By Will Schmidt
Growing up, I used corks a lot, usually to know when a bream had taken my little dough ball when I was fishing in my backyard. Later, I used them to keep track of lively white bait or aid in casting shrimp farther. Now days, I use them more as a dinner bell than anything else. I am also using them in much deeper water than you would ever expect, but here you need a little patience.
If you’ve fished the flats in saltwater, you have probably used a popping cork and a shrimp at some point. Giving your rod a sharp tug to make the cork pop always seemed to liven up the action. Well, the same can be done in deep water to help hungry reds find your meal offering. The really cool thing about this is it works with conventional tackle as well as fly setups.
The concept is pretty simple, a popping cork with about 20 inches of mono out of the bottom tied to large swimbait or fly. We use them around large schools of bait that are being worked over by breeding-sized reds.
“Pop it hard and wait at least 10 seconds. You know it’s deep here and it will take at least that long for the fish to find it,” said Capt. Gary Dubiel. He should know since he invented the Pop N Fly technique. The key is to make a huge pop with a lot of noise and then pause. The deeper the water, the longer you wait. The fish are in constant movement around enormous schools of bait. When they hear what seems to be another fish feeding, they come running to get their share. But it might take a minute. You want to make sure your bait gets straight down below the cork, as well as giving the fish plenty of time to locate it before popping again. On average, wait 8 to 10 seconds in 14 feet of water, longer if the water is deeper.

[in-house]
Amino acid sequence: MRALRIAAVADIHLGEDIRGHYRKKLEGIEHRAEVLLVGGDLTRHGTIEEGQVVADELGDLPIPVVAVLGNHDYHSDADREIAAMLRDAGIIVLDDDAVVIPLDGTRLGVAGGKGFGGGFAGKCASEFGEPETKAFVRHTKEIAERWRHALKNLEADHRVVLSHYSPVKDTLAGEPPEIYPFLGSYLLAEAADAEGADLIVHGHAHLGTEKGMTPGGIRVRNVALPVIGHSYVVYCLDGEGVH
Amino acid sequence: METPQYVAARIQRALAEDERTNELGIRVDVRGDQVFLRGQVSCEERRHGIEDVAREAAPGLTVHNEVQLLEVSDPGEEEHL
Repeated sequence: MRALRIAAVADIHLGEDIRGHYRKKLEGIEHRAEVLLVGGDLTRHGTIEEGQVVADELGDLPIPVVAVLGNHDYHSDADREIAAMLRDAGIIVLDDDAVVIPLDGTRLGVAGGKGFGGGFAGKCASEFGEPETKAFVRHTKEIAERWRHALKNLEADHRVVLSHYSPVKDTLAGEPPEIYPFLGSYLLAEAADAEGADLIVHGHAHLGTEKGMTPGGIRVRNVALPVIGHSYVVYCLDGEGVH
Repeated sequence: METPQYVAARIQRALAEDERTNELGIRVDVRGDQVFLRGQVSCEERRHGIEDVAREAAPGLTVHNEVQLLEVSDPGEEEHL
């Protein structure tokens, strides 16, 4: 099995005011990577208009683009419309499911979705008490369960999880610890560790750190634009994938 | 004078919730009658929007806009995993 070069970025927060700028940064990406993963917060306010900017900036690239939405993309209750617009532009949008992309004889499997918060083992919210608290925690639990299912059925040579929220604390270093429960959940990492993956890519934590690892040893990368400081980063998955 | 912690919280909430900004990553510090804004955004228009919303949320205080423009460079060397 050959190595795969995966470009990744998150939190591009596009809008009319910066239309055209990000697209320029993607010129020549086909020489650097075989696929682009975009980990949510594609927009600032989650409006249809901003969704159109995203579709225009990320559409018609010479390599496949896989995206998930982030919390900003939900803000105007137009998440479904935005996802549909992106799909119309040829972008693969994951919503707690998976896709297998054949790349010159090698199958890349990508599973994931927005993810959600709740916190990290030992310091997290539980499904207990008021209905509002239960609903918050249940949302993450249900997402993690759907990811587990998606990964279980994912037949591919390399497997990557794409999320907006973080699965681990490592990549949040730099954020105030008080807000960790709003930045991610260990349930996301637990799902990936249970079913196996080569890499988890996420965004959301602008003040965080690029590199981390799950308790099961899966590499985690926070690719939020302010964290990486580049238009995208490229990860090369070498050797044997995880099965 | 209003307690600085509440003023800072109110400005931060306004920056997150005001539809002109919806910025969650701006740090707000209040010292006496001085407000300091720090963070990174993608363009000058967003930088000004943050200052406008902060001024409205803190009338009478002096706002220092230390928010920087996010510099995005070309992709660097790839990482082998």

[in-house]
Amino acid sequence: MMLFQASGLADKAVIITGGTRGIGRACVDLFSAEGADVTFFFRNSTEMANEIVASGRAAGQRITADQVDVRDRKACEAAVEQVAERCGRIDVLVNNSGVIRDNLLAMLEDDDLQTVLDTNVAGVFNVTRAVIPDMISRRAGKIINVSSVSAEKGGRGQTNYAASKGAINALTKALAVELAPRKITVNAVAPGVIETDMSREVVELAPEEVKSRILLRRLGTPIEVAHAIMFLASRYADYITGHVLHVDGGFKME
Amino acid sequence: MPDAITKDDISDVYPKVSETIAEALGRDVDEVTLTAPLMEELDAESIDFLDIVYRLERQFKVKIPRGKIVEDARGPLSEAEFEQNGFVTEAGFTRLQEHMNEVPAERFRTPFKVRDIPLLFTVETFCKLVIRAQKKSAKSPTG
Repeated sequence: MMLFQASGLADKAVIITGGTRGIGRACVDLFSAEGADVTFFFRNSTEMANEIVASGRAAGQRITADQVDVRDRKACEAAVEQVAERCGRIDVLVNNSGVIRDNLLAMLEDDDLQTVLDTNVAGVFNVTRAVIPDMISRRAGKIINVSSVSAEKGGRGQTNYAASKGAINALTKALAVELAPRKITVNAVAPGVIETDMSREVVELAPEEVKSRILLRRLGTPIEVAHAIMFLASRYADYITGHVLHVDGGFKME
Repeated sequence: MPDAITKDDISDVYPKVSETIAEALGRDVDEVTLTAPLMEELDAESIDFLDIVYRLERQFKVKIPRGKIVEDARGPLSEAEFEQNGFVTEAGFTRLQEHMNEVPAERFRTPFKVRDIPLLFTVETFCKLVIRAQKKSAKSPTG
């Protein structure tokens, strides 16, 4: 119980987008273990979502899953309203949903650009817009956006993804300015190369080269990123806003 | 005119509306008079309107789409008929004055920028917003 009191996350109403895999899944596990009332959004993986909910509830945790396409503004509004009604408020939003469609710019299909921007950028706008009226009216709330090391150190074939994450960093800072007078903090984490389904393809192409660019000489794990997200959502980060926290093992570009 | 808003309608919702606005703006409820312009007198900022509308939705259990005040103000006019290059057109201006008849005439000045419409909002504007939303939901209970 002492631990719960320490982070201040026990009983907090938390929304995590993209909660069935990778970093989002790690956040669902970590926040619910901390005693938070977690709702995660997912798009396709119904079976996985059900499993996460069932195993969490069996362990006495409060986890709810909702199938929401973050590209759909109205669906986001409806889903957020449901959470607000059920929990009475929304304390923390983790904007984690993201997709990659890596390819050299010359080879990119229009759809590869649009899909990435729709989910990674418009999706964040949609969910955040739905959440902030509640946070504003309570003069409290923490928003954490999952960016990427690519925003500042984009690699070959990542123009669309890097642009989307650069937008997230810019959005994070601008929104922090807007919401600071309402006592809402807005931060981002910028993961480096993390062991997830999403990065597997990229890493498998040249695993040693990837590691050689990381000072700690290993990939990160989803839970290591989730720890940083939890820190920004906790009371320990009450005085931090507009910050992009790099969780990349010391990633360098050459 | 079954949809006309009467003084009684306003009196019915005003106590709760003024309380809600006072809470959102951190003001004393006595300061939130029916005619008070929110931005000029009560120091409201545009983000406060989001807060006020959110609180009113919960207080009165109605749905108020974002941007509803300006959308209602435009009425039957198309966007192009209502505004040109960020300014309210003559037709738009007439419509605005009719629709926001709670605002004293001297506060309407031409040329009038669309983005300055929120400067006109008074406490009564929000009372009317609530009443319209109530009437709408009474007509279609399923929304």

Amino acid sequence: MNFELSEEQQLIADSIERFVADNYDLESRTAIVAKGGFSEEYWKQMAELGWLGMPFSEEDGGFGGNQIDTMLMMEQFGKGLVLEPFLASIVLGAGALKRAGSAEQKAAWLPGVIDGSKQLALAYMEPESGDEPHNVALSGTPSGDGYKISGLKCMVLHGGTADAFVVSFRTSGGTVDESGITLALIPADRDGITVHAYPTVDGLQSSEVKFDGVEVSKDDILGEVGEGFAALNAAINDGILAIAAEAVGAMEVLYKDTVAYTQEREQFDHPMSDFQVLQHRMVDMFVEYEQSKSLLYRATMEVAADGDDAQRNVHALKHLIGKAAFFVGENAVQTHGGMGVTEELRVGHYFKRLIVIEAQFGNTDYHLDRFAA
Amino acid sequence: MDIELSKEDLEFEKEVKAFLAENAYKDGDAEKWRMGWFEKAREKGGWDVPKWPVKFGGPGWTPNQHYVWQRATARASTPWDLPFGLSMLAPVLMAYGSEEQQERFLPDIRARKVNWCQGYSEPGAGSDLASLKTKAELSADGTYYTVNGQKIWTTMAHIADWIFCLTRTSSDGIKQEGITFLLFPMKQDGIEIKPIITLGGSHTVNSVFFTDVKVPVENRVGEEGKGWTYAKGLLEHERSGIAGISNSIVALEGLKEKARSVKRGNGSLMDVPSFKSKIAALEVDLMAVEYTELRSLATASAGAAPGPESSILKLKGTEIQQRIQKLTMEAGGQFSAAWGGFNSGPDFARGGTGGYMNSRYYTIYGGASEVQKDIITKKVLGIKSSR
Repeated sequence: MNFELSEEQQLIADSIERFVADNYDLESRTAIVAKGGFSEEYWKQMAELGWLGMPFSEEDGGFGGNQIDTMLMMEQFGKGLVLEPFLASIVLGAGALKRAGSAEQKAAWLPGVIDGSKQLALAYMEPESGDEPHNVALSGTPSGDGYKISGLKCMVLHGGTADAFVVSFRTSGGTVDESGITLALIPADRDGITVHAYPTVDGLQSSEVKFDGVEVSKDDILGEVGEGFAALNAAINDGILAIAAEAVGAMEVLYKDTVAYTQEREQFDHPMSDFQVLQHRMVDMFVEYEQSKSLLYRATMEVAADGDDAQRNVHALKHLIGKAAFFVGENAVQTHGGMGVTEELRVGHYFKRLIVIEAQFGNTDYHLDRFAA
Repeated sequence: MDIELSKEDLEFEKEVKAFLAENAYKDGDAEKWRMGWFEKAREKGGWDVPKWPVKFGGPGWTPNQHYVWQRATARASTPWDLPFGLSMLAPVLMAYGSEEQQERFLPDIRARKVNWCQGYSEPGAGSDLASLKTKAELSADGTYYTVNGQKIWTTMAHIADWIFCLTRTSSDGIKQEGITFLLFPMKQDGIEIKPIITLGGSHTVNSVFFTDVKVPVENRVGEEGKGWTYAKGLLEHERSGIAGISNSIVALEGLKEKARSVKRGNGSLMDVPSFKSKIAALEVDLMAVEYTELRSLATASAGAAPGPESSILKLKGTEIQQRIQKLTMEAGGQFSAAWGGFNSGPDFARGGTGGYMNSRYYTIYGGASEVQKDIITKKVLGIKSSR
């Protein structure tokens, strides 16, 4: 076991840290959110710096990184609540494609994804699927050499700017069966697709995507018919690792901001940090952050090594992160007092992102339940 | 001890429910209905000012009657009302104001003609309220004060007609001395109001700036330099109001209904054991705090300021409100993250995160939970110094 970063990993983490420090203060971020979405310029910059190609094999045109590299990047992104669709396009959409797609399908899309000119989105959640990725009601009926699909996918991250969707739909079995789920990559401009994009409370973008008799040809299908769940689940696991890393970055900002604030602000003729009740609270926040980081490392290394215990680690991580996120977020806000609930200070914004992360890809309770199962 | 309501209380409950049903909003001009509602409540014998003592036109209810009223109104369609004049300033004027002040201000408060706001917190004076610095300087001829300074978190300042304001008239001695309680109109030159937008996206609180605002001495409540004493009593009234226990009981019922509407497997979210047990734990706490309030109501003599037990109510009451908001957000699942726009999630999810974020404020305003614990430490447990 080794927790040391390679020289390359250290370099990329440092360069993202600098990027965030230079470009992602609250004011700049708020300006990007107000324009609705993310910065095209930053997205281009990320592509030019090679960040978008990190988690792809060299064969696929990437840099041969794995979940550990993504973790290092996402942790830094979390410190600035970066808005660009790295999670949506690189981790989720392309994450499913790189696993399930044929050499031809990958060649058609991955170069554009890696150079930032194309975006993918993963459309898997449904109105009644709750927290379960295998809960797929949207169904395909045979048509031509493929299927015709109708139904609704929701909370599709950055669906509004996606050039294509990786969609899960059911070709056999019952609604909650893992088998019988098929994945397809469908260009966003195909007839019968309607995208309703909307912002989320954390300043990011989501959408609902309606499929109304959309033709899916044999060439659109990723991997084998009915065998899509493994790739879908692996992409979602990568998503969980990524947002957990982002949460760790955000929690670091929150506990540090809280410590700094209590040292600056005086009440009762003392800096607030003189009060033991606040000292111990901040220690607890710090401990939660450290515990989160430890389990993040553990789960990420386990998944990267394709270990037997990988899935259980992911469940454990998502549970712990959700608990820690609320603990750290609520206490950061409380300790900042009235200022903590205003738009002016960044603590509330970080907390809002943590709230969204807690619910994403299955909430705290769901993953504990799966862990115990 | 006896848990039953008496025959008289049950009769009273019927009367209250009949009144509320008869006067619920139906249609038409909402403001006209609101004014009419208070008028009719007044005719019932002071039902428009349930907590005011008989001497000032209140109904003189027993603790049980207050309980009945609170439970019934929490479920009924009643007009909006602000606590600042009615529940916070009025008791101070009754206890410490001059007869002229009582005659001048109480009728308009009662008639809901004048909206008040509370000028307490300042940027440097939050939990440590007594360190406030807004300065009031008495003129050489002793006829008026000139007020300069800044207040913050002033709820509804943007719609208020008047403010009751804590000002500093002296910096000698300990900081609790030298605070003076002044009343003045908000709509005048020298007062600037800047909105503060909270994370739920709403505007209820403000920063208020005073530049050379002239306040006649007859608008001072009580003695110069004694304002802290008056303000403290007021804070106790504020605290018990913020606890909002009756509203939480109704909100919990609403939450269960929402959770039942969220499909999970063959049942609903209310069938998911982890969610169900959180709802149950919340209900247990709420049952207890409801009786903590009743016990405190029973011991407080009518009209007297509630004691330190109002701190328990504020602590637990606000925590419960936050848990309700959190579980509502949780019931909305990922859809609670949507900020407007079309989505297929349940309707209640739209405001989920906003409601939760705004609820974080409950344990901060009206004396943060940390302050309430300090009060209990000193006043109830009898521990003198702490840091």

It is also nice that you don’t need live bait for this technique because it saves time at first light, making it easy to run and gun on large schools of bait. For tackle, a medium weight spinning rod with plenty of 20- or 30-pound braid will do the trick. On the fly, you will want a 10 weight to cast the rig and plenty of backing.
Below the cork, your fly or swimbait will slowly sink down looking like a stunned or wounded baitfish that seemingly escaped a vicious attack… aka an easy meal. Pop and be patient, the strikes are basically unremarkable; the cork just disappears. But the fight of these 40-plus-pound beasts on light tackle or a fly rod is much
Will Schmidt is a seasoned tournament angler who has been writing about fishing for two decades. Reach Capt. Dubiel at (252) 249-1520.